Food, architecture and nature—there is something for everyone in Slovenia
A quick survey of Slovenia on the map and you would initially think that it’s totally landlocked. On closer inspection, however, you’d find that Slovenia actually has access to the sea. Seafood is therefore always on the menu and fried sardines from one of the market stalls is the simplest and best way to taste the freshest that the Adriatic Sea has to offer.
Slovenian cuisine uses a lot of pork, and Slovenia, just like Italy, also produces prosciutto. Slovenia’s Karst prosciutto, seasoned with the famous Piran salt, takes about 12 months to produce and is a product with protected designation of origin. Have some with local wine.
Probably not known by most, Slovenia is the home of the world’s oldest grape vine. Slovenia also has a thousand-year history of wine making under its belt and has almost 30,000 wineries that produce high quality, even award-winning wines. Slovenia’s wine making curriculum vitae would impress even Bacchus!
The crescendo of this Slovenian food adventure is Bovec cheese (Bovški sir). Made with sheep’s milk, this semi-hard cheese has a distinctive flavour. It is best served with locally harvested honey and locally grown walnuts and horseradish, just like Slovenska Hisa’s cheese platter.
Brushing shoulders with Italy, Croatia, Hungary and Austria results in a cuisine that is quite regional, one that is influenced by the traditional food of its neighbours. The cuisine of Slovenia is truly unique and this former state of federal Yugoslavia is a worthy food destination.
I don’t know of any other city as compact as Ljubljana that just screams architecture. Every street within the confines of this tiny pedestrian-only Slovene capital is all about form and beauty in the details.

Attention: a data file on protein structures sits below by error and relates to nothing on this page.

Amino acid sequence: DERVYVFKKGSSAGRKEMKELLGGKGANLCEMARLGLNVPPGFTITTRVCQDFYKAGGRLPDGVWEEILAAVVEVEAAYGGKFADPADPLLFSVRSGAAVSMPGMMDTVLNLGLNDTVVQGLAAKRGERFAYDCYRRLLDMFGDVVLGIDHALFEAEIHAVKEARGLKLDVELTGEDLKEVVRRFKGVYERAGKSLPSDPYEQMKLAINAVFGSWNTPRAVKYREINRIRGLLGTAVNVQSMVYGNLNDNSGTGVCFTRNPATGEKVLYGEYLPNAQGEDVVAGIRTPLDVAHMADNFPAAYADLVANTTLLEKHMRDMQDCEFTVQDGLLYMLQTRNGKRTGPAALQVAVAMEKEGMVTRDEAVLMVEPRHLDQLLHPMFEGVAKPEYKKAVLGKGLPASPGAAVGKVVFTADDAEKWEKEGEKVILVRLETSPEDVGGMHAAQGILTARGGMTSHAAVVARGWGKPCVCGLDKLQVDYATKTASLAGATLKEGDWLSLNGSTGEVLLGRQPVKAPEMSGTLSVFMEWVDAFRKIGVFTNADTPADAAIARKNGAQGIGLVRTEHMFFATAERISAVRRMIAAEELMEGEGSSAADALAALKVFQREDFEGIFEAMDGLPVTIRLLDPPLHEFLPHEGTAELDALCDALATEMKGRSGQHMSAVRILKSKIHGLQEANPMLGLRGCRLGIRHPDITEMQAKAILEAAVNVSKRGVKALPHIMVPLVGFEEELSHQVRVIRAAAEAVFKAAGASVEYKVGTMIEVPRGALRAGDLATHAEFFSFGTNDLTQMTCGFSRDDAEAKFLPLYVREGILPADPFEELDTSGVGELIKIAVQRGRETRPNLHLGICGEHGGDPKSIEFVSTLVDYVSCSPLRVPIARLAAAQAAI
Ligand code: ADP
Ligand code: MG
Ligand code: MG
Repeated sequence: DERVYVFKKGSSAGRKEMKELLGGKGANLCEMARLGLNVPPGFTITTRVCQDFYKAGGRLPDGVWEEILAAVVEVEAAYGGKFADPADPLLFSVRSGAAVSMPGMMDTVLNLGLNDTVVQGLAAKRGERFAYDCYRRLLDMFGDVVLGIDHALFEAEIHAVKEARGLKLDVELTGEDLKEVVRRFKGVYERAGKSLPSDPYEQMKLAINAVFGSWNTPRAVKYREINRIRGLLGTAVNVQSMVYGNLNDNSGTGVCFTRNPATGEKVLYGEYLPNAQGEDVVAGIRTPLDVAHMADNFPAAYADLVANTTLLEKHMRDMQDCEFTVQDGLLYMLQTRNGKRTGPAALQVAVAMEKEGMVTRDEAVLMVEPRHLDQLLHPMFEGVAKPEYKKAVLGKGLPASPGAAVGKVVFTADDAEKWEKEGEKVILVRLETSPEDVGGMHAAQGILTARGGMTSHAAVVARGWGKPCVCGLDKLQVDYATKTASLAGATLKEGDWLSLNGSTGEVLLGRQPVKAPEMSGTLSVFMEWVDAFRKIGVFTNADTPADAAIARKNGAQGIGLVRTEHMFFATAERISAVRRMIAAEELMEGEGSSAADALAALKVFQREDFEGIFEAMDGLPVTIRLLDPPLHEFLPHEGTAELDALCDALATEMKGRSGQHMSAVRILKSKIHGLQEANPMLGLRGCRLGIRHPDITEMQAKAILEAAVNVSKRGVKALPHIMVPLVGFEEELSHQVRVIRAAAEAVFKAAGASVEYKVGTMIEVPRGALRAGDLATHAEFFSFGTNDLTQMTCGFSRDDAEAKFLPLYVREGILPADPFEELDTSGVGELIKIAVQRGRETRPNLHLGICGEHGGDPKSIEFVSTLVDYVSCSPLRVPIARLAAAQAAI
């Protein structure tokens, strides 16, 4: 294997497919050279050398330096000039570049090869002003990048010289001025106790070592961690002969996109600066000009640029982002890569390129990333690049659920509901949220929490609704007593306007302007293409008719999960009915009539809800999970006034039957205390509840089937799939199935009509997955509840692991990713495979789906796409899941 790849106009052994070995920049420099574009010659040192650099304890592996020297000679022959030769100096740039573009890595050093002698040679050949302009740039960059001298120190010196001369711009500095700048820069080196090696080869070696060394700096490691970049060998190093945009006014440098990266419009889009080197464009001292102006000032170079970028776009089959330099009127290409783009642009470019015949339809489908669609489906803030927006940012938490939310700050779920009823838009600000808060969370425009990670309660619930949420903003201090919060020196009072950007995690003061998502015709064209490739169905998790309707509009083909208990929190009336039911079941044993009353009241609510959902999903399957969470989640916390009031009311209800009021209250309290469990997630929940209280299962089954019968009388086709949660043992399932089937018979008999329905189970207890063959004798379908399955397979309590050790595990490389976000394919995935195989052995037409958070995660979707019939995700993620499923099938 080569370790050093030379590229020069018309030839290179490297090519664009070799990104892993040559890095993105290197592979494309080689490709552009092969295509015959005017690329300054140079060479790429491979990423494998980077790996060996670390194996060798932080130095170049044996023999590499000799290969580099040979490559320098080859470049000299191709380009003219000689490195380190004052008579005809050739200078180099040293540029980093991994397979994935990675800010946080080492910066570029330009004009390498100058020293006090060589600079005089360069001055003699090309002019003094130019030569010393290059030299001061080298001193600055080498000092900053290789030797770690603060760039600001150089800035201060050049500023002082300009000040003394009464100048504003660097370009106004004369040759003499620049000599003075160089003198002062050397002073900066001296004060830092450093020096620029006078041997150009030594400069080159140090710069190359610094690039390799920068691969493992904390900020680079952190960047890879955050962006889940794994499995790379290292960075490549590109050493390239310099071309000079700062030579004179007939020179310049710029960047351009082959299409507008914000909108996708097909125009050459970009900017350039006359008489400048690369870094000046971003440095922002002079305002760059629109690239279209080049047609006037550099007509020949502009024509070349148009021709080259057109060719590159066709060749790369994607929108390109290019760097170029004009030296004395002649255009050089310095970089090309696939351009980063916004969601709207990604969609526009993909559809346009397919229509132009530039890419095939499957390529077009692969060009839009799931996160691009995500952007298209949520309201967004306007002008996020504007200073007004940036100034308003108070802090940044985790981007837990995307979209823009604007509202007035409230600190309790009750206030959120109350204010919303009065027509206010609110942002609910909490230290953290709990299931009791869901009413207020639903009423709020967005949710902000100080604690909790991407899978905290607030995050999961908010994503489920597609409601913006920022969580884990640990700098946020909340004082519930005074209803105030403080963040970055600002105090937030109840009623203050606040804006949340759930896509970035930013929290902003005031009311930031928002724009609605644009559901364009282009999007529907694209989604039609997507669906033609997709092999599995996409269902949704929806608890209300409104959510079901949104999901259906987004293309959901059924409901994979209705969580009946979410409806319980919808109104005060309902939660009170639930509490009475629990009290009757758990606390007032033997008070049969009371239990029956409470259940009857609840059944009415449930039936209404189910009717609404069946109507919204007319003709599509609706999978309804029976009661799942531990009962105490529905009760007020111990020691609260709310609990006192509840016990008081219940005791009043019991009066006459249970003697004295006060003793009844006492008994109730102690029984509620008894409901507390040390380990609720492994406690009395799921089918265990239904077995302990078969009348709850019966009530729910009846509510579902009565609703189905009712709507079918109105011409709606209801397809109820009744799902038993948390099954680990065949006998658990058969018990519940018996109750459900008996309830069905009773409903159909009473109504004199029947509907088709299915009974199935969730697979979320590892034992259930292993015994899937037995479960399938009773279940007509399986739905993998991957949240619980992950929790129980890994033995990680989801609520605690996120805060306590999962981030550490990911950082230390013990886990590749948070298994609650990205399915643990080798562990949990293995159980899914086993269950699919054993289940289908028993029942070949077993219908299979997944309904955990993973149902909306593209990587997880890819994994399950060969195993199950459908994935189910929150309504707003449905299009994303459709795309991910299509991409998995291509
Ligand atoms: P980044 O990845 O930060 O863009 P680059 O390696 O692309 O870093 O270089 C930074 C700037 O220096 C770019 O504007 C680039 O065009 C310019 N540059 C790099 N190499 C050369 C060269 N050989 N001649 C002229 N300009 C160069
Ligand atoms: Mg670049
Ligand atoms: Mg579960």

Starting from busy Prešeren Square, head over to Vurnik House and be prepared to be gobsmacked. The building’s brightly coloured façade with bold patterns are thanks to the artistry of Architect Vurnik’s wife Helena.
After you’ve regained your composure, cross Jože Plečnik’s Tromostvoje or Triple Bridge and look back to view in their full glory some of the most attractive buildings in Ljubljana. Scrutinize up close, if you’d like, Hauptmann House, my favourite building in the square. Walk along both sides of the Ljubljanica river, explore the side streets and alleyways and admire all the different architectural styles.
A manageable distance outside of Ljubljana is an area of outstanding natural beauty. Lake Bled, Lake Bohinj, Vogel ski resort and Savica waterfall are all accessible by car and public transport. Lake Bled, though beautiful, especially with Bled Castle (Blejski Grad) tiptoeing on a precipice in the background, can be overwhelming with tourists (just like us!) and is best enjoyed during quieter times of the day. Spend more time in Lake Bohinj and take in the serenity of its placid blue green waters, only perturbed by the odd breeze or occasional canoeist.
Once you’re completely relaxed, hop on the cable car to Vogel ski resort, set within Triglav National Park. On the ascent, position yourself on the upper end of the cable car for gorgeous views of the magnificent Julian Alps and on your return, claim your space on the lower end of the cable car for the best vista of Lake Bohinj and its surroundings. While you’re in the area, trek to Savica waterfall. The uphill hike is well-marked but can be arduous so brace yourself for a good cardio workout.
25th June 2021 is the 30th year of Slovenia’s independence from Yugoslavia. Mark this day on your calendar, join the celebrations and make Slovenia your next travel destination! You’d be intrigued enough to want to keep on going back to discover more of this little gem in Eastern Europe. John and I undoubtedly are and we’ll make sure to return.